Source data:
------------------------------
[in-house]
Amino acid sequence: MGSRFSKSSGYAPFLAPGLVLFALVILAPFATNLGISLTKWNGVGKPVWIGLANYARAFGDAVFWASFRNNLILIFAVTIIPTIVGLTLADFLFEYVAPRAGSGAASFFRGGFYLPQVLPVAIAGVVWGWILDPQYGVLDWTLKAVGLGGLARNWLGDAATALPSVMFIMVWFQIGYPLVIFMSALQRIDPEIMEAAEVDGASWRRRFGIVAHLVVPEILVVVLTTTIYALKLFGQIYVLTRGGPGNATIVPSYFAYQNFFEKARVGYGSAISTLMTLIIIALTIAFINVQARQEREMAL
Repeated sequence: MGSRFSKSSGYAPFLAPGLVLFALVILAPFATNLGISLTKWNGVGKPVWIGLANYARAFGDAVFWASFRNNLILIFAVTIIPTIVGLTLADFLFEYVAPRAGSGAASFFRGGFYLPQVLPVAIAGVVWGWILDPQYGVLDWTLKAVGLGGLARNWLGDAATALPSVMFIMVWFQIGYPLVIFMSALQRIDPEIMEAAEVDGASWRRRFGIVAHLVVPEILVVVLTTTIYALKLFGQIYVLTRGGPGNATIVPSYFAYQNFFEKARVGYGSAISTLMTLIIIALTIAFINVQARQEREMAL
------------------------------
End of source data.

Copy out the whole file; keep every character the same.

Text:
[in-house]
Amino acid sequence: MGSRFSKSSGYAPFLAPGLVLFALVILAPFATNLGISLTKWNGVGKPVWIGLANYARAFGDAVFWASFRNNLILIFAVTIIPTIVGLTLADFLFEYVAPRAGSGAASFFRGGFYLPQVLPVAIAGVVWGWILDPQYGVLDWTLKAVGLGGLARNWLGDAATALPSVMFIMVWFQIGYPLVIFMSALQRIDPEIMEAAEVDGASWRRRFGIVAHLVVPEILVVVLTTTIYALKLFGQIYVLTRGGPGNATIVPSYFAYQNFFEKARVGYGSAISTLMTLIIIALTIAFINVQARQEREMAL
Repeated sequence: MGSRFSKSSGYAPFLAPGLVLFALVILAPFATNLGISLTKWNGVGKPVWIGLANYARAFGDAVFWASFRNNLILIFAVTIIPTIVGLTLADFLFEYVAPRAGSGAASFFRGGFYLPQVLPVAIAGVVWGWILDPQYGVLDWTLKAVGLGGLARNWLGDAATALPSVMFIMVWFQIGYPLVIFMSALQRIDPEIMEAAEVDGASWRRRFGIVAHLVVPEILVVVLTTTIYALKLFGQIYVLTRGGPGNATIVPSYFAYQNFFEKARVGYGSAISTLMTLIIIALTIAFINVQARQEREMAL